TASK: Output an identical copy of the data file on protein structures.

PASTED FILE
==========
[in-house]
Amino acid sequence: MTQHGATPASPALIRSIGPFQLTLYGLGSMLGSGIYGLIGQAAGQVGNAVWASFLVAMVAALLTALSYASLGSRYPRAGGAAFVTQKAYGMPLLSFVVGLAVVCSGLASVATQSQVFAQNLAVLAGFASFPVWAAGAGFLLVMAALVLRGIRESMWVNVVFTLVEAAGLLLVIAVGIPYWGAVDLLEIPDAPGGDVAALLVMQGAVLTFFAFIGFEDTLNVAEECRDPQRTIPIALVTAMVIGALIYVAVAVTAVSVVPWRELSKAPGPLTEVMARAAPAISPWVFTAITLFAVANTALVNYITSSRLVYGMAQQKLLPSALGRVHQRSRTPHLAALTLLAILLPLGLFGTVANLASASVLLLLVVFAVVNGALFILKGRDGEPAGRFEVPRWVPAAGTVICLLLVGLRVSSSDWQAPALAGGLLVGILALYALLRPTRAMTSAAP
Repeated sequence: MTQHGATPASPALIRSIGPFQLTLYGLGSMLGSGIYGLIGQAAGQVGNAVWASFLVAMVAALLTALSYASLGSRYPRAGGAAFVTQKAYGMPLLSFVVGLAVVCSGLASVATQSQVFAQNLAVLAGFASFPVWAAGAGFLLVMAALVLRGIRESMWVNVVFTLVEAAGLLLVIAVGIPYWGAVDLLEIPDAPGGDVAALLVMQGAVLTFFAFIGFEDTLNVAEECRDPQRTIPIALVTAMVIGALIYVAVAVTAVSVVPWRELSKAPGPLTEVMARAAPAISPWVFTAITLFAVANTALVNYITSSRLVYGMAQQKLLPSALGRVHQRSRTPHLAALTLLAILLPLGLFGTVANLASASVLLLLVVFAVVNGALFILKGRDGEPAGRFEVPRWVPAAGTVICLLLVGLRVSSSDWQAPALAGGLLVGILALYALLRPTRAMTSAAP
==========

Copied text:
[in-house]
Amino acid sequence: MTQHGATPASPALIRSIGPFQLTLYGLGSMLGSGIYGLIGQAAGQVGNAVWASFLVAMVAALLTALSYASLGSRYPRAGGAAFVTQKAYGMPLLSFVVGLAVVCSGLASVATQSQVFAQNLAVLAGFASFPVWAAGAGFLLVMAALVLRGIRESMWVNVVFTLVEAAGLLLVIAVGIPYWGAVDLLEIPDAPGGDVAALLVMQGAVLTFFAFIGFEDTLNVAEECRDPQRTIPIALVTAMVIGALIYVAVAVTAVSVVPWRELSKAPGPLTEVMARAAPAISPWVFTAITLFAVANTALVNYITSSRLVYGMAQQKLLPSALGRVHQRSRTPHLAALTLLAILLPLGLFGTVANLASASVLLLLVVFAVVNGALFILKGRDGEPAGRFEVPRWVPAAGTVICLLLVGLRVSSSDWQAPALAGGLLVGILALYALLRPTRAMTSAAP
Repeated sequence: MTQHGATPASPALIRSIGPFQLTLYGLGSMLGSGIYGLIGQAAGQVGNAVWASFLVAMVAALLTALSYASLGSRYPRAGGAAFVTQKAYGMPLLSFVVGLAVVCSGLASVATQSQVFAQNLAVLAGFASFPVWAAGAGFLLVMAALVLRGIRESMWVNVVFTLVEAAGLLLVIAVGIPYWGAVDLLEIPDAPGGDVAALLVMQGAVLTFFAFIGFEDTLNVAEECRDPQRTIPIALVTAMVIGALIYVAVAVTAVSVVPWRELSKAPGPLTEVMARAAPAISPWVFTAITLFAVANTALVNYITSSRLVYGMAQQKLLPSALGRVHQRSRTPHLAALTLLAILLPLGLFGTVANLASASVLLLLVVFAVVNGALFILKGRDGEPAGRFEVPRWVPAAGTVICLLLVGLRVSSSDWQAPALAGGLLVGILALYALLRPTRAMTSAAP